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King's University College out to make a difference with Poverty Research Centre

There are high ideals and big hopes.

And everyone’s determined to make a difference, speakers said as they launched the new Poverty Research Centre at King’s University College on Tuesday.

The aim is to end poverty, by taking a good hard look at it. Armed with robust new research, agencies and campaigners will be able to seek action from government, and those with money available to help. will be able to set priorities according to where money is needed most.

It’s happening because of $250,000 from the London Community Foundation, funding work within eight of the nine faculties at King’s.

The potential is “direct impact to make a difference,” said volunteer Michelle Hurtubuise, with ready availability of the research to those who need it and a focus on the issues that matter most.

But leave your politics at the door, added Sister Sue Wilson of the Sisters of St. Joseph, who stressed that “poverty is human-made”.

“We all have our own understanding of the causes of poverty and we tend to fall into different political camps along the political spectrum when we talk about the issues,” she said.

Wilson added: “We need to get beyond the polarization that generate apathy, as well as negative stereotypes about people who live in poverty.”

Perhaps the most impassioned speaker was Glen Pearson, the former London MP who is co-executive director of the London Food Bank.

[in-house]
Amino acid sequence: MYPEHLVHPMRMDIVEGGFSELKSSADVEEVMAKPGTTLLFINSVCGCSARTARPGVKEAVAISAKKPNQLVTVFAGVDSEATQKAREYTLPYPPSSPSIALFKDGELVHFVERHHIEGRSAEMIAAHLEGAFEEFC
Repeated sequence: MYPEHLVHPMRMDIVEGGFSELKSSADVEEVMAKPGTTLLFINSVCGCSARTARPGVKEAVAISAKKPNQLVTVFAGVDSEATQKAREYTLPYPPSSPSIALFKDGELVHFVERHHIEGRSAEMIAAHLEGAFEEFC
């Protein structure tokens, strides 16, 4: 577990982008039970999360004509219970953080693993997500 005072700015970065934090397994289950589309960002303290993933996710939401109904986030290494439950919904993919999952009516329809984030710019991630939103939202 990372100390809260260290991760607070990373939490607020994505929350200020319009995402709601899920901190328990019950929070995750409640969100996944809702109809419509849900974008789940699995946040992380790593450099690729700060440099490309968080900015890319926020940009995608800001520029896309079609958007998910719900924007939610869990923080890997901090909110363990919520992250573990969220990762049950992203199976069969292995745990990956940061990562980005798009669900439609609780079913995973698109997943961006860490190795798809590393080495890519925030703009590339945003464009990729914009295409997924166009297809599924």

He said a key element of the research centre will be speaking directly with people affected by poverty.

“It’s about what these people themselves have to say about their lives,” Pearson said. “It’s about them talking with us and driving research about their own experience.”

He called those people the “victims of poor policy decisions” and said he’d been unhappy while an MP about the tendency of politicians to talk but achieve nothing.

“This poverty research centre is going to achieve in the next year more than I accomplished in five years at the House of Commons and in the Shadow Cabinet,” he said.

At a glance

— Partners include the London Food Bank, Sisters of St. Joseph, London Community Foundation and other volunteers.

— The task force setting up the centre has included Michelle Hurtubuise of the London InterCommunity Health Centre and Sean Quigley of community group Emerging Leaders.

— Also at the launch event were students from John Paul II Secondary School’s social justice club, who have been adding their opinions as the research centre has been set up.

— The research done will focus on three areas: precarious work, with poor conditions, limited hours and other problems; food security, including the problem of prices; and mental health and homelessness.

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